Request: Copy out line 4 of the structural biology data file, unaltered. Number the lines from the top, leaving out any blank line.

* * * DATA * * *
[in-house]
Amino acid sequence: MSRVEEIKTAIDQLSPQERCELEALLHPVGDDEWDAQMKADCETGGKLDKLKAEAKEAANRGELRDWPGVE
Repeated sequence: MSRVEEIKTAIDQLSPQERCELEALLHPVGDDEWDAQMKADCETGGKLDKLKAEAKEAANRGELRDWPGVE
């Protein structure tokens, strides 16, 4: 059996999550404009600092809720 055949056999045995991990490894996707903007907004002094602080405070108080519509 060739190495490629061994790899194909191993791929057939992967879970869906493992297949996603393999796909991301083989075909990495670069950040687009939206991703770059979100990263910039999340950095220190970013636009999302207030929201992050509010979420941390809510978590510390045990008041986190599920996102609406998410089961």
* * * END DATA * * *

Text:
């Protein structure tokens, strides 16, 4: 059996999550404009600092809720 055949056999045995991990490894996707903007907004002094602080405070108080519509 060739190495490629061994790899194909191993791929057939992967879970869906493992297949996603393999796909991301083989075909990495670069950040687009939206991703770059979100990263910039999340950095220190970013636009999302207030929201992050509010979420941390809510978590510390045990008041986190599920996102609406998410089961």